Since Jesus claimed that the eye is the lamp of the body, in Matthew 6:22, it is important to have a good understanding of what a lamp is and what its purpose was for the people Jesus was talking to. In Biblical times, a lamp was a very simple device. It was a closed bowl with two openings, one hole was for olive oil and the other hole was for the wick. The brightness of the flame was dependent upon the width of the wick. For comparison purposes, an olive oil lamp produced a much brighter flame than a modern day single wick candle.

The purpose of a lamp has not changed over thousands of years; it provides light to dispel the darkness. While the technology may have changed in how lamps are produced and manufactured, the end result has not changed. A lamp is a source of light to provide illumination when natural light is either insufficient in quantity or quality, or not available. A lamp could be used to illuminate a room or to provide enough light to illuminate a path at night.

In the Old Testament, the lamp had metaphorical meanings as well. It can also represent life as in 2 Sam 21:17, 2 Kings 8:19, and Proverbs 20:20. The lamp stand, or menorah, lit the tabernacle, and then later the temple, symbolizing the Spirit of God (Zechariah 4:6). Scripture is also referred to a lamp. In Psalm 119:105 (NASB), the psalmist writes, “Thy word is a lamp to my feet, and a light to my path.” Proverbs 6:23 (NASB) says “For the commandment is a lamp and the teaching is light.” The Bible is our light to show us the path God wants us to walk in a dark world.

The Relationship Between the Eye and the Body

In our modernistic way of looking at the body, we see the eye as an instrument that captures an image that the brain interprets. Without going into great detail, light comes into the eye and is focused on the retina. The retina translates the light into electrical impulses which are then carried to the visual cortex of the brain. The brain then tells us to “go left” or “go right” or sends other signals throughout the body depending upon what visual cortex interprets. This is how we see the relationship between the eye and the body. This is not however, how Jesus’ audience viewed the relationship.

Ancient Hebrews most like saw the eye as an object that both received and emitted light. Aristotle described how people generally believed that the eye contains a fire, while in Sophocles and Euripides believed the eyes emitted light rays[5]. Plato expressed that the eye was an organ within the body that produced a ray or beam, and that vision occurred when the ray or beam from the eye met the light produced by an object[6]. In the ancient mindset, vision took place in the coalescence between the rays of emitting from the eyes and the light emanating or reflected from the object.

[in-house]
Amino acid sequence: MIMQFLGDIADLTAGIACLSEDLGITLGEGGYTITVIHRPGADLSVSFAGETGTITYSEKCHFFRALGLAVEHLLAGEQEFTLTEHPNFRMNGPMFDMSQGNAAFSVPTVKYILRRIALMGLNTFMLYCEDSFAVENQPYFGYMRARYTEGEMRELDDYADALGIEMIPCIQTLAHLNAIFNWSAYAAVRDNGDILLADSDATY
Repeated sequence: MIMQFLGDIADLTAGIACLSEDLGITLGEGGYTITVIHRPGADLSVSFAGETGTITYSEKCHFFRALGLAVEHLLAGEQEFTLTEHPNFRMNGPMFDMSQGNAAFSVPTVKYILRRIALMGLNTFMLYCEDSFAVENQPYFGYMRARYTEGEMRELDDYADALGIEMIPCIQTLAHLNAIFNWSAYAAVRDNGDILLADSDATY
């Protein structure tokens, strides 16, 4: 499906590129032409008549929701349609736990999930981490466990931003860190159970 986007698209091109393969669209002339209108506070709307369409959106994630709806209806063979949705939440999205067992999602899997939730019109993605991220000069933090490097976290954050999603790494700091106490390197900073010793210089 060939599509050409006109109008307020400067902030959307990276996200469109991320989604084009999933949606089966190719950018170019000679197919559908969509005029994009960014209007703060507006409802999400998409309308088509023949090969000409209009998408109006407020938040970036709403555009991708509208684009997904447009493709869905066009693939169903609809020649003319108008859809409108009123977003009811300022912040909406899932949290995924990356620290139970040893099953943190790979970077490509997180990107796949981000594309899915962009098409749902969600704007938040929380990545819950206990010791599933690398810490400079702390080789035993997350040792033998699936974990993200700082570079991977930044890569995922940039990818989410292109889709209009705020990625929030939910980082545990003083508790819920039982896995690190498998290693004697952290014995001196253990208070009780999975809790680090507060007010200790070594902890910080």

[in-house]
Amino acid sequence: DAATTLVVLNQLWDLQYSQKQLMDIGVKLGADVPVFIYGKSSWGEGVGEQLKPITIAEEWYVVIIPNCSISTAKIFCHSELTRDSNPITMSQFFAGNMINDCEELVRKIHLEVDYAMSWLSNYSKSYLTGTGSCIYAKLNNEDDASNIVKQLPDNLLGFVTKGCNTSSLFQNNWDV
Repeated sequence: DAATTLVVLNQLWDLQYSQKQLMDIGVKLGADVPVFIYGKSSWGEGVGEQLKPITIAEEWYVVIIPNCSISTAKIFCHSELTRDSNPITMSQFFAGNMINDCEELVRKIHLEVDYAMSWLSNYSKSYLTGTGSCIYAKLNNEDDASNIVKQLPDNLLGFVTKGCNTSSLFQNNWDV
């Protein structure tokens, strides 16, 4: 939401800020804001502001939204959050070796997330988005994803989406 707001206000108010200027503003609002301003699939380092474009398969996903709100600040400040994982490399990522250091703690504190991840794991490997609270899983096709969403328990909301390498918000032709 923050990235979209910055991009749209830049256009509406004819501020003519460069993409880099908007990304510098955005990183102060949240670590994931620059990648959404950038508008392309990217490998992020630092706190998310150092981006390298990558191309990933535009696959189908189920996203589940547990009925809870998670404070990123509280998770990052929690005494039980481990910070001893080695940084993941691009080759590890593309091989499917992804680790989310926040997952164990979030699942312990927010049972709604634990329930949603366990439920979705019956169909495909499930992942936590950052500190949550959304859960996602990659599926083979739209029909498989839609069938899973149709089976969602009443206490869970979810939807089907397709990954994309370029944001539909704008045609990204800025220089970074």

Matthew 6:19-24 HSCB
Don't collect for yourselves treasures on earth, where moth and rust destroy and where thieves break in and steal. But collect for yourselves treasures in heaven, where neither moth nor rust destroys, and where thieves don't break in and steal. For where your treasure is, there your heart will be also. The eye is the lamp of the body. If your eye is good, your whole body will be full of light. But if your eye is bad, your whole body will be full of darkness. So if the light within you is darkness - how deep is that darkness! No one can be a slave of two masters, since either he will hate one and love the other, or be devoted to one and despise the other. You cannot be slaves of God and of money.

Jesus' audience would have heard the metaphors rather than a literal meaning. They would also have placed these metaphors within the context of what Jesus had just said. Jesus had just talked about laying up treasure in heaven rather than on earth because where their treasure was, their heart would be. The audience would have kept the metaphor of the eye being the lamp of the body in context with the heavenly treasure that Jesus just mentioned.

Heavenly treasure would have been associated with light and earthly treasure associated with darkness. Collecting treasure on earth would be equated with coveting. If a person’s heart is evil and covetous, then the body will be full of darkness.[7] The determination of the heart to store up treasure either in heaven or on earth, creates either inner light or inner darkness.[8]